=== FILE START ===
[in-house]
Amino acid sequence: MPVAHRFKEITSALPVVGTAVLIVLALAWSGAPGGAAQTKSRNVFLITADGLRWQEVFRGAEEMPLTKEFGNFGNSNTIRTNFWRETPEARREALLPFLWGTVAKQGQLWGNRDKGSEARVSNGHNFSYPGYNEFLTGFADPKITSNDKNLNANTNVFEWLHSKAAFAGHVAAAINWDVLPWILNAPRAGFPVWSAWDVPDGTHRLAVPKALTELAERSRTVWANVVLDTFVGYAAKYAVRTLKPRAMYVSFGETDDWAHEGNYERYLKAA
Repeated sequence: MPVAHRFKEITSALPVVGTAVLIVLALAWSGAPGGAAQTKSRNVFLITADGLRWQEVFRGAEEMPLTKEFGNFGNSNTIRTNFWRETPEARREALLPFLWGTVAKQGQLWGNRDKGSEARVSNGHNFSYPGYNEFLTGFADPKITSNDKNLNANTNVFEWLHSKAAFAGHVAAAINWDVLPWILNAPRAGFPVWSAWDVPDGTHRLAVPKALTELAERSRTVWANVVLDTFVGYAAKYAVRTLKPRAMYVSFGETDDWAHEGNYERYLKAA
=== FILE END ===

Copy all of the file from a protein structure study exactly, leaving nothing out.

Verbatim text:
[in-house]
Amino acid sequence: MPVAHRFKEITSALPVVGTAVLIVLALAWSGAPGGAAQTKSRNVFLITADGLRWQEVFRGAEEMPLTKEFGNFGNSNTIRTNFWRETPEARREALLPFLWGTVAKQGQLWGNRDKGSEARVSNGHNFSYPGYNEFLTGFADPKITSNDKNLNANTNVFEWLHSKAAFAGHVAAAINWDVLPWILNAPRAGFPVWSAWDVPDGTHRLAVPKALTELAERSRTVWANVVLDTFVGYAAKYAVRTLKPRAMYVSFGETDDWAHEGNYERYLKAA
Repeated sequence: MPVAHRFKEITSALPVVGTAVLIVLALAWSGAPGGAAQTKSRNVFLITADGLRWQEVFRGAEEMPLTKEFGNFGNSNTIRTNFWRETPEARREALLPFLWGTVAKQGQLWGNRDKGSEARVSNGHNFSYPGYNEFLTGFADPKITSNDKNLNANTNVFEWLHSKAAFAGHVAAAINWDVLPWILNAPRAGFPVWSAWDVPDGTHRLAVPKALTELAERSRTVWANVVLDTFVGYAAKYAVRTLKPRAMYVSFGETDDWAHEGNYERYLKAA